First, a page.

Hilcorp Energy continues to dominate the oil exploration scene in Cook Inlet--it's the only company to put in a bid on the State of Alaska's annual Cook Inlet basin oil and gas lease sale for the third consecutive year.
The Houston-based company that specializes in mature fields spent $190,350 on three lease tracts totaling 10,286 acres earlier this year, according to the Alaska Department of Natural Resources (DNR), Division of Oil and Gas.
"We are pleased to see bid activity in the Cook Inlet lease sale," DNR Deputy Commissioner Sara Longan said in a prepared statement earlier this year. "We recognize the focus of investment has been on the North Slope in recent years. Nevertheless, significant investment is made to sustain current Cook Inlet production, while exploration activities continue to inform and support future development."
Within the last ten years, previous major players, such as ConocoPhillips, Chevron, and Marathon Oil. pulled out of Cook Inlet, explains Larry Persily, former head of the federal office for Alaska North Slope natural gas pipeline projects.
"They walked away because it was a very mature field with a limited market and it's just not what they put millions of dollars into investment," Persily says. "The implication was that the big, easy stuff was found decades ago and it was going to take a lot of capital and work for smaller returns, and they said, 'Hey that's just not our business model,' so they bailed."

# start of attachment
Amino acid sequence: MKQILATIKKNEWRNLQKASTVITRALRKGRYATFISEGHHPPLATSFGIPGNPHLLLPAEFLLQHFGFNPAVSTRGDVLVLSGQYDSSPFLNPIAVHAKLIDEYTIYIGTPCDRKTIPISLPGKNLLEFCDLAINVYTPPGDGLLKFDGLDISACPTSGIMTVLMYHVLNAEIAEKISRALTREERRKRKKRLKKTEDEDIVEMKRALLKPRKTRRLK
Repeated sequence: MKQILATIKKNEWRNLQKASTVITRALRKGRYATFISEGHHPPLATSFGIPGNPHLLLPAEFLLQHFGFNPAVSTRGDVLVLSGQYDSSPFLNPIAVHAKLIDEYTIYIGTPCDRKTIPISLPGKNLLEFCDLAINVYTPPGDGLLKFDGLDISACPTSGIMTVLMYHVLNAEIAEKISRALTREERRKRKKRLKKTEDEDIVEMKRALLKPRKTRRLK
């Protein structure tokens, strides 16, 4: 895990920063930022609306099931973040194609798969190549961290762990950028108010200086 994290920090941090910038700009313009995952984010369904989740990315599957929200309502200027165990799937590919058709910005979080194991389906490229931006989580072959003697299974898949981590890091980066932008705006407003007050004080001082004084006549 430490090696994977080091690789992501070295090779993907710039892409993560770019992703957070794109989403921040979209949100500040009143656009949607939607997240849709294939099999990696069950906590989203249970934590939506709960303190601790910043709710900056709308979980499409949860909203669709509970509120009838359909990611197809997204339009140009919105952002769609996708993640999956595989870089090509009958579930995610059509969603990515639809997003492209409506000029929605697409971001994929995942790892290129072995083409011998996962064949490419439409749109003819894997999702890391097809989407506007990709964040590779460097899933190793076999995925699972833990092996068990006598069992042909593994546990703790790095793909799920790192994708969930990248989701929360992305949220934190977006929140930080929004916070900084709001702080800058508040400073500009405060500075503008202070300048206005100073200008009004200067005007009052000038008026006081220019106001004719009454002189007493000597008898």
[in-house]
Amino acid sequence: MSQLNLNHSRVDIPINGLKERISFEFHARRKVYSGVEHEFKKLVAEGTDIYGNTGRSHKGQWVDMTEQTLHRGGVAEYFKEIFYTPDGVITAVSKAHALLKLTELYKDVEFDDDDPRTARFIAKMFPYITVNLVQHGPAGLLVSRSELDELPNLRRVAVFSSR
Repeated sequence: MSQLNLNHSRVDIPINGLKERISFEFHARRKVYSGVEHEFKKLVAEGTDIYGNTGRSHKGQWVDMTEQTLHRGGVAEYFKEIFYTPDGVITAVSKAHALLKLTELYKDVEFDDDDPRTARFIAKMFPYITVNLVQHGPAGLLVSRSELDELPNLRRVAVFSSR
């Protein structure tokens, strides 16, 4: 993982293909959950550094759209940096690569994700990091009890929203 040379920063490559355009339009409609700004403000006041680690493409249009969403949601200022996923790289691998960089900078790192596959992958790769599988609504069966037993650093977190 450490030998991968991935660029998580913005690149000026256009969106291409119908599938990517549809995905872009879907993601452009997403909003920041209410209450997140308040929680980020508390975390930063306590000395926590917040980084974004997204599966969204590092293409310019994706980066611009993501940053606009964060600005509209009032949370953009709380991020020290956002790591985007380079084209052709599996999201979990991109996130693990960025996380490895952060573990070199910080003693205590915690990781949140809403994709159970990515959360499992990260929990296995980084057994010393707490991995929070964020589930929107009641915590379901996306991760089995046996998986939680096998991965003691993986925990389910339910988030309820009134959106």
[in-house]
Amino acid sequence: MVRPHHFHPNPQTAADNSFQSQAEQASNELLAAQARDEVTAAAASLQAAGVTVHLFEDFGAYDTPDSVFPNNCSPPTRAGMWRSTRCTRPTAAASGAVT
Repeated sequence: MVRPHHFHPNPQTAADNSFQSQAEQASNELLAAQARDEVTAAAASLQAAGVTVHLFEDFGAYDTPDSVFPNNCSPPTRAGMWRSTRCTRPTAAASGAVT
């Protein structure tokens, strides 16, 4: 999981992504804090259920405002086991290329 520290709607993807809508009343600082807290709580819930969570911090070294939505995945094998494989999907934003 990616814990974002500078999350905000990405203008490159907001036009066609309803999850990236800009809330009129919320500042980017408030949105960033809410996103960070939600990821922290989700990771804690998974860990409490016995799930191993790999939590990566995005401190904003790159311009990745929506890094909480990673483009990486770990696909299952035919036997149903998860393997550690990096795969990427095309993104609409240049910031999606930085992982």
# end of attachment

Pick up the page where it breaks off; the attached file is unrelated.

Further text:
However, for others the business model works.
'I like to say we recycle old oil fields." Hilcorp Senior Vice President Dave Wilkins said in a presentation at the Kenai Peninsula Economic Development District's Industry Outlook Forum earlier this year. "When other companies are done with assets, we come in and we put new capital into it and reinvent it-extend the life of those oil and gas assets."
Hilcorp jumped on the assets in Cook Inlet following the state issuing "a lot" of tax credits, Persily explains. However, plans to rein in the tax credit program for exploration and development work was reportedly the primary reason that the state received no lease bids for its oil basin for the first time in 2016. The next three years, Hilcorp was the only company to bid on Cook Inlet leases.
"They [Hilcorp] figured they could make good returns and that's where it kind of stands," Persily says.
With the $90 million Cook Inlet oil pipeline project wrapped up last year, Hilcorp is now reportedly looking at investing in more drilling in the region.
"We run things year to year fairly steady," Wilkins said in his presentation. "We...